Authors: B. Dewidar, C. Meyer, Steven Dooley, A. N. Meindl-Beinker

Date Published: 11th Nov 2019

Journal: Cells

Abstract

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Authors: Peter Jansen, Kai Breuhahn, Andreas Teufel, Steven Dooley

Date Published: 22nd Nov 2019

Journal: Front. Physiol.

Abstract

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Authors: Seddik Hammad, W Fan, T Liu, W Chen, K Gould, T Longerich, I Haußer-Siller, J Hou, J Jia, B Sun, Steven Dooley

Date Published: 2019

Journal: Not specified

Abstract

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Authors: Rolf Reiter, Heiko Tzschätzsch, Florian Schwahofer, Matthias Haas, Christian Bayerl, Marion Muche, Dieter Klatt, Shreyan Majumdar, Meltem Uyanik, Bernd Hamm, Jürgen Braun, Ingolf Sack, Patrick Asbach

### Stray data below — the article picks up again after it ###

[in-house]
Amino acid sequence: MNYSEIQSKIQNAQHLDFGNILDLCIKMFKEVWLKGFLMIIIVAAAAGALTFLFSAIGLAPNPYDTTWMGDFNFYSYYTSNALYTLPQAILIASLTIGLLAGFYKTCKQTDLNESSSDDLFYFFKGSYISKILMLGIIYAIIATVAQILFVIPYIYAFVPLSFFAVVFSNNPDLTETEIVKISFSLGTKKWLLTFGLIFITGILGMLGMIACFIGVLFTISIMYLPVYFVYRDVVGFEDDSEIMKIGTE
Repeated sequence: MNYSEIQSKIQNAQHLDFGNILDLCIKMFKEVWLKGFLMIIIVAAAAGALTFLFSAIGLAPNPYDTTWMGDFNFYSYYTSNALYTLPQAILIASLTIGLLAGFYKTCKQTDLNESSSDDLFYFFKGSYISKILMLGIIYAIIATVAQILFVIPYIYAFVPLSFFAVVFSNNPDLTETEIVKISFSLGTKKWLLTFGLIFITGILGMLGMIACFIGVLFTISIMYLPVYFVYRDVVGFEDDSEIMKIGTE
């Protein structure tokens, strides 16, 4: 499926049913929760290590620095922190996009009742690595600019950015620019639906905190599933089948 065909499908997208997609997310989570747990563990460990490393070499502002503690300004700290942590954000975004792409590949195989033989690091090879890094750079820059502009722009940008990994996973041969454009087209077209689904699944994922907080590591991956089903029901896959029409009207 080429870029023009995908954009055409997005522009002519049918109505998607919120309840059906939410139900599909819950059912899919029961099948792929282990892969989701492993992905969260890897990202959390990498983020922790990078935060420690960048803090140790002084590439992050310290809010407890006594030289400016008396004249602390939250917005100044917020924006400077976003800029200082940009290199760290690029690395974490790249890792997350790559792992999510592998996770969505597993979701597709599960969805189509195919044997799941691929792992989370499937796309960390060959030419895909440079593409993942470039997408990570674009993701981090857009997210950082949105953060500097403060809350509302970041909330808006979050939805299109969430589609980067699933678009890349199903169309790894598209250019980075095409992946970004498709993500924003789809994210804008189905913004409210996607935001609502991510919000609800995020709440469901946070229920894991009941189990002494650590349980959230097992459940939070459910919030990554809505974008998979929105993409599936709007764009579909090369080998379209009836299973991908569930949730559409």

Date Published: 11th Nov 2019

Journal: Eur Radiol

Abstract

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Authors: Sarah Keller, Julius Chapiro, Julia Brangsch, Carolin Reimann, Federico Collettini, Ingolf Sack, Lynn Jeanette Savic, Bernd Hamm, Shraga Nahum Goldberg, Marcus Makowski

Date Published: 12th Nov 2019

Journal: J Magn Reson Imaging

Abstract

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Authors: Nikolaus Berndt, Andreas Patzak, Hermann‐Georg Holzhütter

Date Published: 9th Aug 2019

Journal: Acta Physiol

Abstract

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Authors: Nikolaus Berndt, Antje Egners, Guido Mastrobuoni, Olga Vvedenskaya, Athanassios Fragoulis, Aurélien Dugourd, Sascha Bulik, Matthias Pietzke, Chris Bielow, Rob van Gassel, Steven W. Olde Damink, Merve Erdem, Julio Saez-Rodriguez, Hermann-Georg Holzhütter, Stefan Kempa, Thorsten Cramer

Date Published: 10th Dec 2019

Journal: Br J Cancer